U.S. Sen. Tina Smith continued her broadside against an obscure federal law over the weekend that she says could allow future Republican presidents to outlaw abortion nationally.

The 1873 Comstock Act bans the mailing of anything "lewd, lascivious, indecent, filthy or vile," which abortion advocates say could be used to limit the sales of mifepristone, a drug used to end pregnancies. During a weekend interview on ABC's "This Week," Smith pushed back against former President Donald Trump's assurances that he believes abortion policies are best made at the state level.

"American women aren't going to be conned by Donald Trump and his comments about abortion," Smith told anchor George Stephanopoulos.

The former president has boasted about his role in the U.S. Supreme Court's 2022 overturning of Roe v. Wade. Trump appointed three justices during his four years in the White House, leading to a 6-3 conservative majority on the nation's highest court.

In the years since, several states have severely limited access to abortion. Most recently, Arizona's Supreme Court upheld a nearly 160-year-old law that dictates a near-total ban on the medical procedure. Smith pointed to Trump's boasts as linked to that and other restrictions.

"That is what has caused all of this chaos and cruelty to the 1 in 3 American women who live in states where abortion is now basically banned," Smith said.

Democrats have made abortion access a pillar of their electoral strategy this year as state restrictions put the issue front and center for voters. Vice President Kamala Harris made history by visiting a St. Paul Planned Parenthood in March, becoming the highest-ranking elected official to tour a facility that performs abortions.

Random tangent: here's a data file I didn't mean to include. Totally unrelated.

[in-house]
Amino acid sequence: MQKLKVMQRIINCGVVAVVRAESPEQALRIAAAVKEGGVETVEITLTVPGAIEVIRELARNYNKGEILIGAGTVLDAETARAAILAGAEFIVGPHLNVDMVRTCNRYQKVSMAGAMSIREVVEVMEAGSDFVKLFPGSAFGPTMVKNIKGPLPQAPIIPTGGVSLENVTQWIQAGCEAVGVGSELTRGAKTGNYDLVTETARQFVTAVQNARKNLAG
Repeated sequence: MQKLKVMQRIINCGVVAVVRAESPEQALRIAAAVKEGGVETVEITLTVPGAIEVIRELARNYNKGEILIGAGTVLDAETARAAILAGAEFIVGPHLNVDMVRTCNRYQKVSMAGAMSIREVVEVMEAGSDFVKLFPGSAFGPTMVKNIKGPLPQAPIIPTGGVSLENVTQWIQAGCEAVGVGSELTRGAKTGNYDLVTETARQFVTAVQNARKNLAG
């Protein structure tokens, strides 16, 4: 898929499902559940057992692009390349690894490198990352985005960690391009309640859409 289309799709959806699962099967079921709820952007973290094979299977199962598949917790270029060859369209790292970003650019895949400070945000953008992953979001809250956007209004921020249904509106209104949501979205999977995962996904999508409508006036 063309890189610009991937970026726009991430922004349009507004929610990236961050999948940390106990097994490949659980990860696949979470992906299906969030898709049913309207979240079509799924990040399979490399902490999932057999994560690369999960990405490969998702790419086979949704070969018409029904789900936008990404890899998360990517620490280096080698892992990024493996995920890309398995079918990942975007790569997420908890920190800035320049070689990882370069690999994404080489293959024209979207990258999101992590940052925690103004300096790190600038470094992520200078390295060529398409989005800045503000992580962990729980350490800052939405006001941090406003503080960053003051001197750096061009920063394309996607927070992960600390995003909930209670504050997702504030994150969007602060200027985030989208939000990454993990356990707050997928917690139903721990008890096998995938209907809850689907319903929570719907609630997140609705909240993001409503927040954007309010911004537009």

"Please do understand that when we talk about a clinic such as this, it is absolutely about health care and reproductive health care, so everyone get ready for the language: uterus," Harris said during her visit. "That part of the body needs a lot of medical care, people."

Smith and Minnesota Attorney General Keith Ellison recently offered their support to an effort that would repeal the Comstock Act, noting that U.S. Supreme Court Justices Samuel Alito and Clarence Thomas raised the obscure law in their oral arguments of a Texas case that could limit access to mifepristone.

Smith plans to introduce legislation that would repeal the act after the court's ruling. But she noted the repeal would be unlikely to pass if Republicans hold the House majority in November.

Smith ended her interview with Stephanopoulos by contrasting Trump's and President Biden's stances on the issue.

"You have Joe Biden and Kamala Harris, who are fighting to protect people's freedom, and Donald Trump, who's responsible for taking it away," Smith said.